What I learned during my first year working at Microsoft
A fresh eyes’ perspective on what it takes to be successful at a top tech company
One year ago, I started working as a Software Engineer at Microsoft — which is pretty much my dream job. I discovered so many new things, and enjoyed myself so much, that time flew by and I can’t believe it’s already been a whole year. I learned about new technologies, traveled to a dozen new places, embraced a new culture and met brilliant people.
I could go on like this for a while but enough about me — I’m writing this post to share a few of my learnings during my time at this amazing company. I don’t know how it is in other top tech companies, but I’m pretty sure these pieces of advice can apply to them as well.
1. Be willing to help
One thing that struck me from the beginning was how everyone was always ready to help me whenever I needed something. Whether it was figuring out how to use the office printer or understanding why some piece of code wouldn’t work, my colleagues invested their time in landing me a hand.
Later on, I found myself in positions where I would help others too. I did it because I guess I like to be nice, but it also turned out to be beneficial for me.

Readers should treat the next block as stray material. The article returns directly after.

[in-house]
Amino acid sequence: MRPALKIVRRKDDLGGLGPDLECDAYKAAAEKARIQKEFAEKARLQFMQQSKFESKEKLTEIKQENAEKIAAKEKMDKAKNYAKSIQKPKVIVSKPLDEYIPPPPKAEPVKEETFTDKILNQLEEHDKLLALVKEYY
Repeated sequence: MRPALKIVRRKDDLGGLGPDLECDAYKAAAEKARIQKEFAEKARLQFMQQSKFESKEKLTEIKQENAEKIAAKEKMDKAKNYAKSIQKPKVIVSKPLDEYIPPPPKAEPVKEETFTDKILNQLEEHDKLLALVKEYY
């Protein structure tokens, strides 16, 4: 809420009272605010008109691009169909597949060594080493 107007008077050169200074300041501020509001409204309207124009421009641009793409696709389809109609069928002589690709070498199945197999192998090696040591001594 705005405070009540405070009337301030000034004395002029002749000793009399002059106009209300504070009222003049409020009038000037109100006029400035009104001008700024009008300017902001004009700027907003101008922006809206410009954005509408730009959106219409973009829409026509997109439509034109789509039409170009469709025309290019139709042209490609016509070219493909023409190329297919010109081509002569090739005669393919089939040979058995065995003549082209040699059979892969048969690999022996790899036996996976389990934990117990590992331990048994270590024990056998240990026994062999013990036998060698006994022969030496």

When people asked me to explain some things, I realized afterwards that explaining stuff helped me get a better understanding of it. When I was invited to present Microsoft at a student event, I found it helped me on my path to be more comfortable speaking in public. And sometimes, helping random people with random things can just turn into an occasion to connect with someone new.
Don’t help people just because you think you can get something in return. Instead, learn to appreciate giving some of your time (not all of it, of course) to improve other people’s lives just a little bit — only good can come out of it.
2. Don’t expect others to tell you what to do
It might not be like this everywhere, but at Microsoft, you manage your own time. There is no micromanagement, and your colleagues and managers trust you to do your work. This is great, and I personally love it, but I know it comes with a few challenges.
Since there is no one to tell you what to do, you have to push yourself to work the best you can even if you sometimes feel like you don’t have to. You can probably get by for a while doing just the strict minimum, but if you want to be on the path to success, you have to set your own goals and be proactive.
I know some people struggle with that, but being independent is a must. You can ask for help, obviously, but managing your time and the work you produce is something you cannot expect anyone but yourself to take care of.
It’s actually harder than it sounds and requires self-discipline, but in my opinion it is so much better than having your boss watch your every move and preventing you from doing things your own way.
3. Know how to learn
Probably the most important skill to have in a company like this, or anywhere else for that matter, is the ability to learn efficiently. The world is changing constantly, and tech companies even more rapidly.